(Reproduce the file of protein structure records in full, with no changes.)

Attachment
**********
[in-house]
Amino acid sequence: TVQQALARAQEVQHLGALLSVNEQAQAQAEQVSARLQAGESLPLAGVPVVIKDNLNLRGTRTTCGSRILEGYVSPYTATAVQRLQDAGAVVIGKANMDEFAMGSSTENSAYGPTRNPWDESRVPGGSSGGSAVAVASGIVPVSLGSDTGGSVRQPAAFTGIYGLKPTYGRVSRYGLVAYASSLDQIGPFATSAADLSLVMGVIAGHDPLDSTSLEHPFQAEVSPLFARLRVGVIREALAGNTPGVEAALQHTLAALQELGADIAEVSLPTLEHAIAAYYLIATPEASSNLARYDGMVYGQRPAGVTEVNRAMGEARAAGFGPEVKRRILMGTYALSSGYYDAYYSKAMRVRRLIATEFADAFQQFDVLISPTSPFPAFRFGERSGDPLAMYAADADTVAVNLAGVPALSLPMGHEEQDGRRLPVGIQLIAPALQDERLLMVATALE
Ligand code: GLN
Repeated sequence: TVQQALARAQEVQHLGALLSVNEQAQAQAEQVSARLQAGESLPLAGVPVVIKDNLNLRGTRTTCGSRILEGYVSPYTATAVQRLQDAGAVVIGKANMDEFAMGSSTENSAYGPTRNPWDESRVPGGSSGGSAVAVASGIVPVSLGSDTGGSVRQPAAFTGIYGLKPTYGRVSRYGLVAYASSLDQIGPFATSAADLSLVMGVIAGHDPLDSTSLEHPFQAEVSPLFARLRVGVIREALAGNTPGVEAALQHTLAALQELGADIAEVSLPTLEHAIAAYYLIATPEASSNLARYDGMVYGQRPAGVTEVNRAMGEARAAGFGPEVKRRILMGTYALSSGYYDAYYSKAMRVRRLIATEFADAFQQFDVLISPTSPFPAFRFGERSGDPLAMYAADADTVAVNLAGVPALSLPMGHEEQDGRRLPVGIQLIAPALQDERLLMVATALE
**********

[in-house]
Amino acid sequence: TVQQALARAQEVQHLGALLSVNEQAQAQAEQVSARLQAGESLPLAGVPVVIKDNLNLRGTRTTCGSRILEGYVSPYTATAVQRLQDAGAVVIGKANMDEFAMGSSTENSAYGPTRNPWDESRVPGGSSGGSAVAVASGIVPVSLGSDTGGSVRQPAAFTGIYGLKPTYGRVSRYGLVAYASSLDQIGPFATSAADLSLVMGVIAGHDPLDSTSLEHPFQAEVSPLFARLRVGVIREALAGNTPGVEAALQHTLAALQELGADIAEVSLPTLEHAIAAYYLIATPEASSNLARYDGMVYGQRPAGVTEVNRAMGEARAAGFGPEVKRRILMGTYALSSGYYDAYYSKAMRVRRLIATEFADAFQQFDVLISPTSPFPAFRFGERSGDPLAMYAADADTVAVNLAGVPALSLPMGHEEQDGRRLPVGIQLIAPALQDERLLMVATALE
Ligand code: GLN
Repeated sequence: TVQQALARAQEVQHLGALLSVNEQAQAQAEQVSARLQAGESLPLAGVPVVIKDNLNLRGTRTTCGSRILEGYVSPYTATAVQRLQDAGAVVIGKANMDEFAMGSSTENSAYGPTRNPWDESRVPGGSSGGSAVAVASGIVPVSLGSDTGGSVRQPAAFTGIYGLKPTYGRVSRYGLVAYASSLDQIGPFATSAADLSLVMGVIAGHDPLDSTSLEHPFQAEVSPLFARLRVGVIREALAGNTPGVEAALQHTLAALQELGADIAEVSLPTLEHAIAAYYLIATPEASSNLARYDGMVYGQRPAGVTEVNRAMGEARAAGFGPEVKRRILMGTYALSSGYYDAYYSKAMRVRRLIATEFADAFQQFDVLISPTSPFPAFRFGERSGDPLAMYAADADTVAVNLAGVPALSLPMGHEEQDGRRLPVGIQLIAPALQDERLLMVATALE